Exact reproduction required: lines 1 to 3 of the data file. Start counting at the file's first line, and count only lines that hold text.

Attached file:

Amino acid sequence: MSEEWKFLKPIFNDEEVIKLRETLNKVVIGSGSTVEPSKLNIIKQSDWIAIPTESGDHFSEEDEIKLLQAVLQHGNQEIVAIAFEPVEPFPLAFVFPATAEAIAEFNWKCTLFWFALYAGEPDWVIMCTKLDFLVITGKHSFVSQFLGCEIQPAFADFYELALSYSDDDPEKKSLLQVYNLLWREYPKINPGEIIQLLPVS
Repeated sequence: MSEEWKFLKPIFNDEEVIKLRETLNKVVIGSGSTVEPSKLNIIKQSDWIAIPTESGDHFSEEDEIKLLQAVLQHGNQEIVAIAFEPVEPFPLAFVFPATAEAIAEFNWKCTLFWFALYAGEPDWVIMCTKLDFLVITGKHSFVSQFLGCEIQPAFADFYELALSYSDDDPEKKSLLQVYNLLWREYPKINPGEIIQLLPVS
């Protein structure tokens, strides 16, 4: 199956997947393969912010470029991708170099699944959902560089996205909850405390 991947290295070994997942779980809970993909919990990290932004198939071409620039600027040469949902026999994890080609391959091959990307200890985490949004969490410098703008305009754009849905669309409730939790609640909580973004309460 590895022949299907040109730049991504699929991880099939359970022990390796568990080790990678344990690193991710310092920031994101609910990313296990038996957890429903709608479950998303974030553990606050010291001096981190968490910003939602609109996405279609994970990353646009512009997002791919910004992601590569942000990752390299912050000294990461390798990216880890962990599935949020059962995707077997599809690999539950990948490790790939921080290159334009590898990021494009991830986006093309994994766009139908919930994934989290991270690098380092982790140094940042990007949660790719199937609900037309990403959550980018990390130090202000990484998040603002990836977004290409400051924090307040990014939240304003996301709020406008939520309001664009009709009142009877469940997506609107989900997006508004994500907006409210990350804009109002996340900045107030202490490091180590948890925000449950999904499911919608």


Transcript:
Amino acid sequence: MSEEWKFLKPIFNDEEVIKLRETLNKVVIGSGSTVEPSKLNIIKQSDWIAIPTESGDHFSEEDEIKLLQAVLQHGNQEIVAIAFEPVEPFPLAFVFPATAEAIAEFNWKCTLFWFALYAGEPDWVIMCTKLDFLVITGKHSFVSQFLGCEIQPAFADFYELALSYSDDDPEKKSLLQVYNLLWREYPKINPGEIIQLLPVS
Repeated sequence: MSEEWKFLKPIFNDEEVIKLRETLNKVVIGSGSTVEPSKLNIIKQSDWIAIPTESGDHFSEEDEIKLLQAVLQHGNQEIVAIAFEPVEPFPLAFVFPATAEAIAEFNWKCTLFWFALYAGEPDWVIMCTKLDFLVITGKHSFVSQFLGCEIQPAFADFYELALSYSDDDPEKKSLLQVYNLLWREYPKINPGEIIQLLPVS
């Protein structure tokens, strides 16, 4: 199956997947393969912010470029991708170099699944959902560089996205909850405390 991947290295070994997942779980809970993909919990990290932004198939071409620039600027040469949902026999994890080609391959091959990307200890985490949004969490410098703008305009754009849905669309409730939790609640909580973004309460 590895022949299907040109730049991504699929991880099939359970022990390796568990080790990678344990690193991710310092920031994101609910990313296990038996957890429903709608479950998303974030553990606050010291001096981190968490910003939602609109996405279609994970990353646009512009997002791919910004992601590569942000990752390299912050000294990461390798990216880890962990599935949020059962995707077997599809690999539950990948490790790939921080290159334009590898990021494009991830986006093309994994766009139908919930994934989290991270690098380092982790140094940042990007949660790719199937609900037309990403959550980018990390130090202000990484998040603002990836977004290409400051924090307040990014939240304003996301709020406008939520309001664009009709009142009877469940997506609107989900997006508004994500907006409210990350804009109002996340900045107030202490490091180590948890925000449950999904499911919608």